Thursday, 15 October 2020
Financial Resolutions 2020 - Financial Resolution No. 7: General (Resumed)
Noel Grealish (Galway West, Independent)
I welcome many of the extensive measures announced in the budget on Tuesday, especially those aimed at helping SMEs that have suffered from the devastating effects of the Covid-19 pandemic. However, there are some aspects that I found lacking. Maybe these could be addressed before the publication of the finance Bill, which will give legal effect to most of the measures announced. When a vaccine against the virus arrives - I hope it will be sooner rather than later - we will need our airlines up and running without delay and ready to facilitate an influx of foreign visitors. This is an economic imperative.
This country is greatly dependent on international tourism. No increase in the domestic holidaymaker market will go anywhere near filling the gap left by the absence of overseas visitors. I hope many of the measures to support businesses in trouble that were announced on Tuesday will help many of those in the tourism and hospitality sectors to become fully operational when a time of new hope arrives, hopefully early in the new year.
The €10 million allocation to be shared by Cork and Shannon airports is obviously welcome but, with the decision this morning by Ryanair to close its bases at these airports for the winter, it will not be enough. Both airports were already struggling before this hammer blow. Shannon Airport, for instance, is losing millions of euro because of the pandemic. It is extremely important to the economy of the west but there is a major worry over its future and the future of the businesses and families that depend on it. Last summer, an average of almost 6,000 passengers flew in and out of Shannon Airport every day. One day this summer, just 65 passengers went through the very same airport. On Tuesday, the day the budget was announced, there were just two flights in and out of the airport, both operated by Ryanair. Today, there is just one flight, and now Ryanair is pulling out for the winter. There have been no transatlantic services operating out of Shannon Airport since March, and both United Airlines and Delta have said they will not resume these services until 2022, at the earliest. Aer Lingus has also suspended its transatlantic and Heathrow services. It will be 2024 before the airport can get back to the passenger levels of the past year. It urgently needs help to keep afloat during the difficult period until then.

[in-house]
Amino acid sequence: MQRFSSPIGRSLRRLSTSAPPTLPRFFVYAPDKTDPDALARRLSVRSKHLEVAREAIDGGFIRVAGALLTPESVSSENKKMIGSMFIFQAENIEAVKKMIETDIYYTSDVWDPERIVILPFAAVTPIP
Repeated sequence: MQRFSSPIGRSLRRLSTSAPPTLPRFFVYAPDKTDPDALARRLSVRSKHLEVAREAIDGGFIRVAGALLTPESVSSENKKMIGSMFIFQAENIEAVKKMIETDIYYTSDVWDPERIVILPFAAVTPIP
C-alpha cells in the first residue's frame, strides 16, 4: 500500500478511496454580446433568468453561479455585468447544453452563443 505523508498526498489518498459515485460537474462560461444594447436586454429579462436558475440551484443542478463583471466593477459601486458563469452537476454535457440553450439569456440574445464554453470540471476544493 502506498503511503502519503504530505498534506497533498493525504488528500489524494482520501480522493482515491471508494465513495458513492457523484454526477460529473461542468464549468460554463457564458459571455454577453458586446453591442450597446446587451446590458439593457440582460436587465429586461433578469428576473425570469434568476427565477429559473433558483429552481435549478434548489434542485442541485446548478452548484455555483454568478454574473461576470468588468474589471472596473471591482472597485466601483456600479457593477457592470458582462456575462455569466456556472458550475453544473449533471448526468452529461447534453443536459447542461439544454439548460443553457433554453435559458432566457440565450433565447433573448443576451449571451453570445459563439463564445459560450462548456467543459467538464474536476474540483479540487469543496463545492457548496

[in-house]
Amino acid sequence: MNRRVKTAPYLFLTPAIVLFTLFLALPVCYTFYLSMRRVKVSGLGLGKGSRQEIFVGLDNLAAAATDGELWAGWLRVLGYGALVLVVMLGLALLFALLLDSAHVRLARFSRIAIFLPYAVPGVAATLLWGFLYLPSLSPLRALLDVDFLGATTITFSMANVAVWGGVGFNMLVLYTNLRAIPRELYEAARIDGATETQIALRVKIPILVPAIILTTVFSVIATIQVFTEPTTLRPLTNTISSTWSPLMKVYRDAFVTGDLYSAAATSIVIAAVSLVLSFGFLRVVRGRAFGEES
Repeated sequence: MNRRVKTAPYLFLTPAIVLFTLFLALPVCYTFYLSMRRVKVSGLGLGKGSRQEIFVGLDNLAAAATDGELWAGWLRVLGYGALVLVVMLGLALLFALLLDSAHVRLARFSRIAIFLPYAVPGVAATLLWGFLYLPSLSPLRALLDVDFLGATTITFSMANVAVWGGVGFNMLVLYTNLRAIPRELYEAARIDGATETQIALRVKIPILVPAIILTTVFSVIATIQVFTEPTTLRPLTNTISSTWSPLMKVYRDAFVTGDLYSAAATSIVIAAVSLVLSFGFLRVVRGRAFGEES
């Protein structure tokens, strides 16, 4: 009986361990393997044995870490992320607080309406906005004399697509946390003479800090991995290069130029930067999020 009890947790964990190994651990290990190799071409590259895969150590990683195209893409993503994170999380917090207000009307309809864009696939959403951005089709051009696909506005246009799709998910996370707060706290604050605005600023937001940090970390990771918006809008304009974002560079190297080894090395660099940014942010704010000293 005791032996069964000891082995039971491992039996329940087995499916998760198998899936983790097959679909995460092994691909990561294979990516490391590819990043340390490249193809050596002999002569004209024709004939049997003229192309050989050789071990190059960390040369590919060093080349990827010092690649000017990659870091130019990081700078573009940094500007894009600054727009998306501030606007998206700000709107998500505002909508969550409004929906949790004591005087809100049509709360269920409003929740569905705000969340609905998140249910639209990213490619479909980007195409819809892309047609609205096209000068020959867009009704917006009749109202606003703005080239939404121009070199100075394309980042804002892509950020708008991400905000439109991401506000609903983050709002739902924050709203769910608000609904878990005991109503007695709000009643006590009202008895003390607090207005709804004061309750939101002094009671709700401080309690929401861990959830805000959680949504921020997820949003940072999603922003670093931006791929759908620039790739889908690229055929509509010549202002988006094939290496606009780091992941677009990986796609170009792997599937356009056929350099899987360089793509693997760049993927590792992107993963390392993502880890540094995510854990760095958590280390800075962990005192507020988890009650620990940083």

The big fear among the people in Shannon now is that everything might end up moving to Dublin. While Shannon Airport is a major contributor to the economy of the west, having had a throughput of almost 1.9 million passengers last year, Knock Airport also plays a major role, having handled more than 800,000 passengers in 2019. It, too, has suffered a devastating slump in activity, with September seeing just one tenth of the usual passenger volumes to and from the United Kingdom. The numbers to and from other European airports had decreased by 98%. I am disappointed that Knock Airport, considering its critical importance to the west in providing connectivity to global markets for the region's businesses and in attracting so many thousands of visitors from abroad, has not got a special injection of aid.
With regard to the new Covid restrictions support scheme for SMEs that must close as a result of the restrictions imposed under level 3, I would like the Government to clarify that travel agencies will be included. One could say they have effectively been under level 5 for the past seven months, having had to close their doors in mid-March due to the Government's advice on travel. It is unlikely that they will be reopening until well into the new year, at best. It would be extremely unfair if an industry that has played its part in bringing tourists to our country and that will be needed when times are better were to be shut out of this most welcome scheme.
The chauffeur industry does not feel it has been helped by the supports announced in the July stimulus package. Chauffeurs play an important role in ferrying tourists around the country. The budget has dealt chauffeurs a severe blow, with increases in fuel costs and vehicle registration tax. Since the chauffeur business is largely seasonal, and since the work season of many of the drivers had not resumed by March, they have not been able to avail of the pandemic unemployment payment. I urge the Government to make amends for this sector.
I spoke in this House last week about the plight of those in the arts and entertainment community, and I am pleased some steps have been taken to address their concerns. I am delighted that the Minister for Finance announced in his budget speech the maintenance of the section 481 regional uplift for the film industry at its peak rate, 5%, for another year.